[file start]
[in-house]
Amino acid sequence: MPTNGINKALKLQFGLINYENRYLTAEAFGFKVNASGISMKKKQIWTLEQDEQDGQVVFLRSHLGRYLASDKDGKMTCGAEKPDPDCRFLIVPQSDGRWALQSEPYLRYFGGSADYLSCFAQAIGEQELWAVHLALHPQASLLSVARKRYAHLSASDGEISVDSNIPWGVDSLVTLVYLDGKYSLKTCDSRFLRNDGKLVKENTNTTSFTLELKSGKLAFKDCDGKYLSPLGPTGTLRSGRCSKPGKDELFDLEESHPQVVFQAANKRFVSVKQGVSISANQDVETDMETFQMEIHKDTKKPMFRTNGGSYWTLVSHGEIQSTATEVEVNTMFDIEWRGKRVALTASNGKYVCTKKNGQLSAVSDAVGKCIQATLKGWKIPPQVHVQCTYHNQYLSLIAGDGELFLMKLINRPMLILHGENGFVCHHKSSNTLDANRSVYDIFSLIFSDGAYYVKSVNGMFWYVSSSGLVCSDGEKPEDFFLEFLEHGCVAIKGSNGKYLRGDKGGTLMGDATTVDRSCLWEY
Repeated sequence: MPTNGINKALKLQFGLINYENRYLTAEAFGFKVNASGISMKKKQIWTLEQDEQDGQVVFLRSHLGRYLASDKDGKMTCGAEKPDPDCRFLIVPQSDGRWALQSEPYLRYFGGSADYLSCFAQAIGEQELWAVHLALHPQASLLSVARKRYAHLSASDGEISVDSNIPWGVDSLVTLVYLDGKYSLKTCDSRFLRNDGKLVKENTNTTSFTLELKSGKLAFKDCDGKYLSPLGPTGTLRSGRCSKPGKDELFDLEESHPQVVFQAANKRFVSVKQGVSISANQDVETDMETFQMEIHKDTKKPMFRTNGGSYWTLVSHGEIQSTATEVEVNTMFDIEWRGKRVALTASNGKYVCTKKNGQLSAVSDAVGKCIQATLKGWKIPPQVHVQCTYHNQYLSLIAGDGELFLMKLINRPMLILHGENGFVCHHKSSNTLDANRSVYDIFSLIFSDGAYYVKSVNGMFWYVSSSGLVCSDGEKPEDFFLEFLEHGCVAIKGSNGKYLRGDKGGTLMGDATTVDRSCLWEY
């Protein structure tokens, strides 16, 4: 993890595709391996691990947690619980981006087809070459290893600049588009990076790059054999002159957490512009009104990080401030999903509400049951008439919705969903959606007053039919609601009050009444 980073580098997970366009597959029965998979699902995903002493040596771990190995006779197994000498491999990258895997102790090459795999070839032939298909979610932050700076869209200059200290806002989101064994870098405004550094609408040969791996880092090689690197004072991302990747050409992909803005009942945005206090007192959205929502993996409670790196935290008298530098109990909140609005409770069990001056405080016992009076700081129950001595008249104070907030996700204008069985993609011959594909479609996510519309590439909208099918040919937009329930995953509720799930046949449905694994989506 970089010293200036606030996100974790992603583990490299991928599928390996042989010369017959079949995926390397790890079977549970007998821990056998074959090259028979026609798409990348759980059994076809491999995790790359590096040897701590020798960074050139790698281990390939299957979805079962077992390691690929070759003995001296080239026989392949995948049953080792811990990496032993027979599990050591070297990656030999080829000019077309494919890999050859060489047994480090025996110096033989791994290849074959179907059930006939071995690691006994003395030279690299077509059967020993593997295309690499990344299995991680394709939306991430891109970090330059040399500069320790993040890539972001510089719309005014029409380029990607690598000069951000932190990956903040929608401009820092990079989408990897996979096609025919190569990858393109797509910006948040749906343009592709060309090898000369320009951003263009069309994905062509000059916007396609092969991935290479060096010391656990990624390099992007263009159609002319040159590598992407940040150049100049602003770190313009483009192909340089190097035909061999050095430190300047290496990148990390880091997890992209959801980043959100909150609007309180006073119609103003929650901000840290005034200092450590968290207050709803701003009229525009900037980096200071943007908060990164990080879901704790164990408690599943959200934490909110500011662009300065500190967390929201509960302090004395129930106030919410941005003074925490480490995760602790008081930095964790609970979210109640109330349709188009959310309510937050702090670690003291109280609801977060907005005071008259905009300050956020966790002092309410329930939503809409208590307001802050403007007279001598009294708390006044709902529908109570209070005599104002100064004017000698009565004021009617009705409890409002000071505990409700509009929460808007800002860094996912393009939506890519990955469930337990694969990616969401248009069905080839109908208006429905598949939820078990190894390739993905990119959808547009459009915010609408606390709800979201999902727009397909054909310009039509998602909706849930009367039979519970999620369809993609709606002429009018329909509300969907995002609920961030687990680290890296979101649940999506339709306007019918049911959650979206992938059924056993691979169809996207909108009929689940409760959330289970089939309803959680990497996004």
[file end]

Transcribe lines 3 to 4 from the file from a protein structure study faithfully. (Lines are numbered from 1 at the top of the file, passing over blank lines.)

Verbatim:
Repeated sequence: MPTNGINKALKLQFGLINYENRYLTAEAFGFKVNASGISMKKKQIWTLEQDEQDGQVVFLRSHLGRYLASDKDGKMTCGAEKPDPDCRFLIVPQSDGRWALQSEPYLRYFGGSADYLSCFAQAIGEQELWAVHLALHPQASLLSVARKRYAHLSASDGEISVDSNIPWGVDSLVTLVYLDGKYSLKTCDSRFLRNDGKLVKENTNTTSFTLELKSGKLAFKDCDGKYLSPLGPTGTLRSGRCSKPGKDELFDLEESHPQVVFQAANKRFVSVKQGVSISANQDVETDMETFQMEIHKDTKKPMFRTNGGSYWTLVSHGEIQSTATEVEVNTMFDIEWRGKRVALTASNGKYVCTKKNGQLSAVSDAVGKCIQATLKGWKIPPQVHVQCTYHNQYLSLIAGDGELFLMKLINRPMLILHGENGFVCHHKSSNTLDANRSVYDIFSLIFSDGAYYVKSVNGMFWYVSSSGLVCSDGEKPEDFFLEFLEHGCVAIKGSNGKYLRGDKGGTLMGDATTVDRSCLWEY
């Protein structure tokens, strides 16, 4: 993890595709391996691990947690619980981006087809070459290893600049588009990076790059054999002159957490512009009104990080401030999903509400049951008439919705969903959606007053039919609601009050009444 980073580098997970366009597959029965998979699902995903002493040596771990190995006779197994000498491999990258895997102790090459795999070839032939298909979610932050700076869209200059200290806002989101064994870098405004550094609408040969791996880092090689690197004072991302990747050409992909803005009942945005206090007192959205929502993996409670790196935290008298530098109990909140609005409770069990001056405080016992009076700081129950001595008249104070907030996700204008069985993609011959594909479609996510519309590439909208099918040919937009329930995953509720799930046949449905694994989506 970089010293200036606030996100974790992603583990490299991928599928390996042989010369017959079949995926390397790890079977549970007998821990056998074959090259028979026609798409990348759980059994076809491999995790790359590096040897701590020798960074050139790698281990390939299957979805079962077992390691690929070759003995001296080239026989392949995948049953080792811990990496032993027979599990050591070297990656030999080829000019077309494919890999050859060489047994480090025996110096033989791994290849074959179907059930006939071995690691006994003395030279690299077509059967020993593997295309690499990344299995991680394709939306991430891109970090330059040399500069320790993040890539972001510089719309005014029409380029990607690598000069951000932190990956903040929608401009820092990079989408990897996979096609025919190569990858393109797509910006948040749906343009592709060309090898000369320009951003263009069309994905062509000059916007396609092969991935290479060096010391656990990624390099992007263009159609002319040159590598992407940040150049100049602003770190313009483009192909340089190097035909061999050095430190300047290496990148990390880091997890992209959801980043959100909150609007309180006073119609103003929650901000840290005034200092450590968290207050709803701003009229525009900037980096200071943007908060990164990080879901704790164990408690599943959200934490909110500011662009300065500190967390929201509960302090004395129930106030919410941005003074925490480490995760602790008081930095964790609970979210109640109330349709188009959310309510937050702090670690003291109280609801977060907005005071008259905009300050956020966790002092309410329930939503809409208590307001802050403007007279001598009294708390006044709902529908109570209070005599104002100064004017000698009565004021009617009705409890409002000071505990409700509009929460808007800002860094996912393009939506890519990955469930337990694969990616969401248009069905080839109908208006429905598949939820078990190894390739993905990119959808547009459009915010609408606390709800979201999902727009397909054909310009039509998602909706849930009367039979519970999620369809993609709606002429009018329909509300969907995002609920961030687990680290890296979101649940999506339709306007019918049911959650979206992938059924056993691979169809996207909108009929689940409760959330289970089939309803959680990497996004």